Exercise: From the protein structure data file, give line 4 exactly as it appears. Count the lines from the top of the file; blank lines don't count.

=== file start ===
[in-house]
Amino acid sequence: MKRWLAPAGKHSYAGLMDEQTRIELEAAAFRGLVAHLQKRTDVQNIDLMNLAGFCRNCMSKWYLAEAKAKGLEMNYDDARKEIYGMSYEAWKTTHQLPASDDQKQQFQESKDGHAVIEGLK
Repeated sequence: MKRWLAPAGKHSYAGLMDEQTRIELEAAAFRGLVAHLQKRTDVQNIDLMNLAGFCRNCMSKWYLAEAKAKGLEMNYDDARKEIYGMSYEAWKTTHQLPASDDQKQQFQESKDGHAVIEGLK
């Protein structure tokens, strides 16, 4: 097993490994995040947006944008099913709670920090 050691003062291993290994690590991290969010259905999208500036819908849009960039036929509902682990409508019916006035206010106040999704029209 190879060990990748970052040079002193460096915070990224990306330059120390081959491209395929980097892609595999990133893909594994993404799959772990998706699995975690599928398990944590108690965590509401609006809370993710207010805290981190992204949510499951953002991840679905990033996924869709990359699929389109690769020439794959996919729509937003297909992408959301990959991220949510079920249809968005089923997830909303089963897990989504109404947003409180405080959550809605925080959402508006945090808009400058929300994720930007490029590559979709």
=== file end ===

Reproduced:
């Protein structure tokens, strides 16, 4: 097993490994995040947006944008099913709670920090 050691003062291993290994690590991290969010259905999208500036819908849009960039036929509902682990409508019916006035206010106040999704029209 190879060990990748970052040079002193460096915070990224990306330059120390081959491209395929980097892609595999990133893909594994993404799959772990998706699995975690599928398990944590108690965590509401609006809370993710207010805290981190992204949510499951953002991840679905990033996924869709990359699929389109690769020439794959996919729509937003297909992408959301990959991220949510079920249809968005089923997830909303089963897990989504109404947003409180405080959550809605925080959402508006945090808009400058929300994720930007490029590559979709």